This week I have been mostly reading: All The Light We Cannot See by Anthony Doerr Current Mood: disappointed
|Sunday, May 10th, 2015|
I saw Blade Runner on the big screen for the first time tonight. The Prince Charles Cinema have been celebrating the 30th anniversary of the film's release by showing 'The Final Cut' version. It looked spectacular and (something I hadn't actually considered) sounded
amazing. There are only a few films now that remain on my big screen wish list as most films I have either seen on the big screen already or I don't mind if I only watch them on tv/dvd. Akira is one of the few remaining and the cinema are showing that in a few weeks and I may well book myself a ticket for that as Blade Runner on the big screen certainly did not disappoint. Current Mood: pleased
|Saturday, May 9th, 2015|
|Election Day 2015
Another general election has come and gone. The Tories are back which is pretty grim. It all seems pretty grim - apart from the collapse of the Lib Dems which is some cold comfort.
I had always expected the Tories to remain the single biggest party due to the total spinelessness of the opposition but like many others I was shocked and appalled to see them return with an outright majority.
I remember watching the Tories rape Britain for 18 years (1979-97) smashing the rights of working class people and entrenching a system that allowed/accelerated the flow of wealth from the poorest to the richest. Sadly memories are short and not enough people share my view - or at least have no credible alternative.
On election day I voted for TUSC (Trade Union and Socialist Coalition) one of the few organisations to stand against the ideological assault of the austerity program. In my constituency they polled only 205 votes, which is similar to their votes in other constituencies. If there had been no TUSC candidate I would have voted Green (who did similarly badly but at least have one MP).
Things just look really dire at the moment. The Tories are promising more cuts to public services, even deeper than before. The lunatic UKIP polled 10% or more in many areas though thankfully that did not translate into too many more MPs. The Lib Dems have been set back a generation in an election wipe out. The small satisfaction of seeing them punished for supporting the Tories is tempered by the fact that the Tories themselves go unpunished. The Scotland/SNP thing is interesting and the extent of the fall out remains to be seen. One thing is likely and that is if Scotland are not going to return large numbers of Labour MPs then balance is tipped towards many Tory governments in the future - possibly for decades.
Both Labour and Lib Dem leaders have already resigned. Its barely relevant what happens with the liberals but it will be interesting to see what happens with Labour and in which direction they will head next. I suspect further capitulation to the Tory and possibly even UKIP agenda.
Luckily Cameron's majority is slim. It reminds me of the dying days of the John Major administration where every Tory death, arrest or defection was heartily cheered as that meant an even weaker government even more likely to fail. Death wanks all round!
This week I have been mostly re-reading: Myths & Legends Of The British Isles by Richard Barber Current Mood: gloomy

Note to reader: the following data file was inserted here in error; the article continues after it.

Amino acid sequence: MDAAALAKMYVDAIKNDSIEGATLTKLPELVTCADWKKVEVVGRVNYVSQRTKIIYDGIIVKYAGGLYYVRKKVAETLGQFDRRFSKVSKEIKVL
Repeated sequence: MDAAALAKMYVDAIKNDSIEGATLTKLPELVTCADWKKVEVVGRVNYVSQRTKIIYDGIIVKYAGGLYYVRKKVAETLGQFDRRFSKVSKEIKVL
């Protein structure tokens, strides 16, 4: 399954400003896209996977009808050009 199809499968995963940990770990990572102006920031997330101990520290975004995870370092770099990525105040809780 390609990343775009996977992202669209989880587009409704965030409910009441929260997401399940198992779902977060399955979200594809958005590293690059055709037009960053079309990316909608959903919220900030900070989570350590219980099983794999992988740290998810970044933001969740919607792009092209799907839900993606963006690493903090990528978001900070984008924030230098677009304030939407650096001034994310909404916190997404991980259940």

|Monday, May 4th, 2015|
|Canal Festival 2015 to Ye Olde Cock
I met up with my friend and former flat-mate Debs over the weekend for a bit of a catch up. We took in the canal festival at Little Venice which seemed slightly bigger this year than the last time I went. I was also treated to a cider apple ice lolly for the first time in about 30 years so there is a small portion of my youth revisited. We emerged from the festival into the grounds of St Mary's hospital where 'royal baby fever' was in full swing so we made a hasty exit.
We improvised a plan b for the rest of the day which included introducing Debs to the Wallace Collection, a catch up chat over coffee then smoothies and then an excruciatingly slow bus ride through the most congested part of London to Fleet Street. We had originally intended to hit the Twinnings shop which was closed), so we instead took in The Cheshire Cheese pub, (a regular of Charles Dickens, which was massively crowded and cramped) Dr Johnson's house (also closed) and a pub dinner in a pub called Ye Olde Cock. This managed to just about rescue the Fleet Street part of the trip despite the fact that Dens' fish was so badly burned it was like sticking a fork into a house brick (full cash refund plus replacement meal, thanks to our complaining) and I accidentally cut my finger on the cistern in the gents and was bleeding so badly I had to borrow the pub's first aid kit.
Its all good though - and on Sunday I just stayed home. Current Mood: awake
|Wednesday, April 29th, 2015|
|Tate Boat & Rothko Room
One of the service users I support voluteers at Tate Britain as a visitor host for a couple of hours each week. Yesterday I supported her to attend one of the bi-monthly briefing meetings that the gallery organizes for its volunteer staff. One of the main reasons that she in particular was invited to the meeting yesterday was that it was the first major chance that the Tate staff had to introduce the new learning disabled volunteers to the rest of the team - highlighting their increasing diversity and work in the local communities. The lady I supported already takes great pride in hew work at the gallery and was thrilled to receive the attention of the meeting.